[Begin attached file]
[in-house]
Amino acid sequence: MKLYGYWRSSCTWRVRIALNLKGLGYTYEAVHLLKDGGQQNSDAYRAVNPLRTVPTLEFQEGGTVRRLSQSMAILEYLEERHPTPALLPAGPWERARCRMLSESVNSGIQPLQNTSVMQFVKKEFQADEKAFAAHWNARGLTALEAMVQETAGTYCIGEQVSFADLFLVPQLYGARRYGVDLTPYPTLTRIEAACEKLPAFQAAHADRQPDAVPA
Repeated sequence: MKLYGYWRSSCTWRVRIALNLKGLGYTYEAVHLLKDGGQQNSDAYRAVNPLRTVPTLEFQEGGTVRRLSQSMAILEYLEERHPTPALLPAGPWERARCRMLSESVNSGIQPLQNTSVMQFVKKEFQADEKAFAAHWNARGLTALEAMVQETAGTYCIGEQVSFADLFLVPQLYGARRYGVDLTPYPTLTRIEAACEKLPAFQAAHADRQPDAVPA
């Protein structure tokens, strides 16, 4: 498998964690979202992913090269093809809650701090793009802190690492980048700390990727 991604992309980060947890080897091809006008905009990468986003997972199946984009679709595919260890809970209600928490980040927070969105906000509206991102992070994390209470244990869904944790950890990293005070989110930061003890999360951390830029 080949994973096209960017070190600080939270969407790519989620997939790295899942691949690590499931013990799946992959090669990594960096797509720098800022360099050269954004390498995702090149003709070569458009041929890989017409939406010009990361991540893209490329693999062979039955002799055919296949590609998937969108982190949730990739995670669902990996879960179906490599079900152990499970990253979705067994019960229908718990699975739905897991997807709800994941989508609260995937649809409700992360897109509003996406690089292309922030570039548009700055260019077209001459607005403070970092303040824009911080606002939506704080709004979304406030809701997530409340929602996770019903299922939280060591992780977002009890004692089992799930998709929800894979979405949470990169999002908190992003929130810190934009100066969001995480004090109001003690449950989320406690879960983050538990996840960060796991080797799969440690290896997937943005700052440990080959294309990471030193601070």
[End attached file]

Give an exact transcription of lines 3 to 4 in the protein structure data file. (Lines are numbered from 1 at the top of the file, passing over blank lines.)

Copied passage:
Repeated sequence: MKLYGYWRSSCTWRVRIALNLKGLGYTYEAVHLLKDGGQQNSDAYRAVNPLRTVPTLEFQEGGTVRRLSQSMAILEYLEERHPTPALLPAGPWERARCRMLSESVNSGIQPLQNTSVMQFVKKEFQADEKAFAAHWNARGLTALEAMVQETAGTYCIGEQVSFADLFLVPQLYGARRYGVDLTPYPTLTRIEAACEKLPAFQAAHADRQPDAVPA
């Protein structure tokens, strides 16, 4: 498998964690979202992913090269093809809650701090793009802190690492980048700390990727 991604992309980060947890080897091809006008905009990468986003997972199946984009679709595919260890809970209600928490980040927070969105906000509206991102992070994390209470244990869904944790950890990293005070989110930061003890999360951390830029 080949994973096209960017070190600080939270969407790519989620997939790295899942691949690590499931013990799946992959090669990594960096797509720098800022360099050269954004390498995702090149003709070569458009041929890989017409939406010009990361991540893209490329693999062979039955002799055919296949590609998937969108982190949730990739995670669902990996879960179906490599079900152990499970990253979705067994019960229908718990699975739905897991997807709800994941989508609260995937649809409700992360897109509003996406690089292309922030570039548009700055260019077209001459607005403070970092303040824009911080606002939506704080709004979304406030809701997530409340929602996770019903299922939280060591992780977002009890004692089992799930998709929800894979979405949470990169999002908190992003929130810190934009100066969001995480004090109001003690449950989320406690879960983050538990996840960060796991080797799969440690290896997937943005700052440990080959294309990471030193601070």